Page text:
Does stress cause high blood pressure?

Stress—of any sort—produces hormones. These hormones cause your heart rate to increase, and your blood vessels to narrow. This results in higher blood pressure.

There’s no proof that small amounts of stress alone can cause high blood pressure in the long run. In fact, small amounts of stress are positive, even encouraged.

But what about people in high-stress environments? Chronic stress and high blood pressure are linked, and the effects are certainly far from positive.

 

What causes high blood pressure?

It’s not just stress. Though that is a common cause of temporary high blood pressure at work and home, there are plenty of other factors:

  • Kidney disease—which can also actually be caused by high blood pressure. Kidney infections are also a culprit.
  • Diabetes—around 25% of people with type 1 diabetes and 80% of people with type 2 diabetes suffer high blood pressure.
  • Certain hormone issues—acromegaly, thyroid problems and Cushing’s syndrome, for instance.
  • Lupus—a long-term immune disorder that causes inflammation.
  • Scleroderma—a condition that can cause thickened skin, affecting organs and blood vessels.

Certain medications increase the risk of high blood pressure, too. Contraceptive pills, SSNRI antidepressants, ibuprofen and recreational stimulants like cocaine and amphetamines, for example. When any of these factors are combined with a high-stress, high-pressure work environment, it’s easy to see how chronic high blood pressure—and the problems it can bring—can arise.

A lot of people with high blood pressure from anxiety about their workloads don’t even know it. They feel absolutely fine (well, apart from the stress). But there are some high blood pressure symptoms you should definitely be aware of, especially if you’re constantly under a lot of stress yourself, or if your staff are struggling with workplace stress:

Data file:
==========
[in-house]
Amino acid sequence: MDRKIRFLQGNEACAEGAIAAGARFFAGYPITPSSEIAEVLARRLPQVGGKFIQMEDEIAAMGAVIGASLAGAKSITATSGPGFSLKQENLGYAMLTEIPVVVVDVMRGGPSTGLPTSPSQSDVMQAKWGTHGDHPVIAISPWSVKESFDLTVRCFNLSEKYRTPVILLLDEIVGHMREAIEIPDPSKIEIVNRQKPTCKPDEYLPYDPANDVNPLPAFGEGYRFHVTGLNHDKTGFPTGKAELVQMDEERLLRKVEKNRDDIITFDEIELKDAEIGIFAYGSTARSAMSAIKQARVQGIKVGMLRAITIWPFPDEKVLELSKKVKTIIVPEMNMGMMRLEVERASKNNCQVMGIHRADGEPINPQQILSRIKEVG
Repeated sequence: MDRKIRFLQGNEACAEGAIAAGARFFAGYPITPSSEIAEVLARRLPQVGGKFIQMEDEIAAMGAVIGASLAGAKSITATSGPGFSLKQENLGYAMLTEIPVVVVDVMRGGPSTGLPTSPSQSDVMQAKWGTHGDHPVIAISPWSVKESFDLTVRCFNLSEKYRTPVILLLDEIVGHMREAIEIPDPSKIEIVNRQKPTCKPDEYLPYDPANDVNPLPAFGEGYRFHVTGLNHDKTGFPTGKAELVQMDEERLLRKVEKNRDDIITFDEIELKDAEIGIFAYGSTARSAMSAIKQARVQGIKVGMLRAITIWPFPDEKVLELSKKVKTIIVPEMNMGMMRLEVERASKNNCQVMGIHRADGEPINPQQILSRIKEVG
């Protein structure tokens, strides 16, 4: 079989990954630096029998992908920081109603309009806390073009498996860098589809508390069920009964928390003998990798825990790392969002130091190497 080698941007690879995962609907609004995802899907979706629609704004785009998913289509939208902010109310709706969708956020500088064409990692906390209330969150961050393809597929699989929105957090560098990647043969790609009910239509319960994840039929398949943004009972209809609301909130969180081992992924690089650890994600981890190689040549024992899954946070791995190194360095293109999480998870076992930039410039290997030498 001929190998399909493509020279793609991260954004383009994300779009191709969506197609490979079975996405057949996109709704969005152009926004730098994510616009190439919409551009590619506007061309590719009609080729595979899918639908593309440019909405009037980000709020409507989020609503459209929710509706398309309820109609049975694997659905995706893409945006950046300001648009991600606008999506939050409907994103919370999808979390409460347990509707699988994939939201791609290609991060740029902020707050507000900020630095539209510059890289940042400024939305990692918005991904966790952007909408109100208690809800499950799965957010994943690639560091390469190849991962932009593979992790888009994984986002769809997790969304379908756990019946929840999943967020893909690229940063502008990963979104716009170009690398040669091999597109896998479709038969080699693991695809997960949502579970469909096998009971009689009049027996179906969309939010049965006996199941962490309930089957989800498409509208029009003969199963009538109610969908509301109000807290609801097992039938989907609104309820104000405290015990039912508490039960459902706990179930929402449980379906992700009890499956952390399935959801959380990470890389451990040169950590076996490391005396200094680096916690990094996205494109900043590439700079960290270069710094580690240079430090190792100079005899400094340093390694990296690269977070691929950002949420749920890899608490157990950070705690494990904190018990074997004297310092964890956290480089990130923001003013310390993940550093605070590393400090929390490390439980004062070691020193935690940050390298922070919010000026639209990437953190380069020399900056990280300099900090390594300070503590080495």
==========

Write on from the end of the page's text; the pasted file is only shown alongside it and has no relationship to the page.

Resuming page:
• Blurred vision.
  • Shortness of breath.
  • Chest pain.
  • Dizziness.
  • Headaches.

Any of these symptoms by themselves can indicate any number of problems. But it’s best to get yourself checked out. If employees are wondering ‘how do I know if I have high blood pressure’, encourage them to visit a GP and get a blood pressure check—they’re very quick, and high blood pressure is easily manageable.

 

What is considered ‘normal’ for a blood pressure reading?

Normal blood pressure is considered to be somewhere between 90/60mmHg and 120/80mmHg. These figures mean ‘millimetres of mercury’, and are measures of systolic and diastolic pressure—all you really need to know is that high blood pressure readings are figures of over 140/90mmHg.

High blood pressure treatments include beta-blockers, ACE inhibitors and calcium-channel blockers—these might sound daunting, but they’re essentially just daily pills.

Of course, the best way to manage this problem is to make sure people don’t suffer quite so much stress. Educating employees on the benefits of calming down, de-stressing and looking out for their health is vital.

This is a lot easier to do with some help—and Health Assured provides that help, with the largest award-winning employee assistance programme in the UK and Ireland. Contact us today to talk with a wellbeing expert about decreasing stress and improving the blood pressure—and lives—of everyone around you.

Know Your Numbers! Week 2019

In September, Blood Pressure UK is running Know Your Numbers! Week, offering free blood pressure checks at hundreds of stations across the UK.

Launched in 2001, it’s a fantastic way to get your employees up to speed with the benefits of blood pressure awareness—and a way to make sure everyone gets tested.

Check out their website and find a testing station near your workplace, and encourage people to go.

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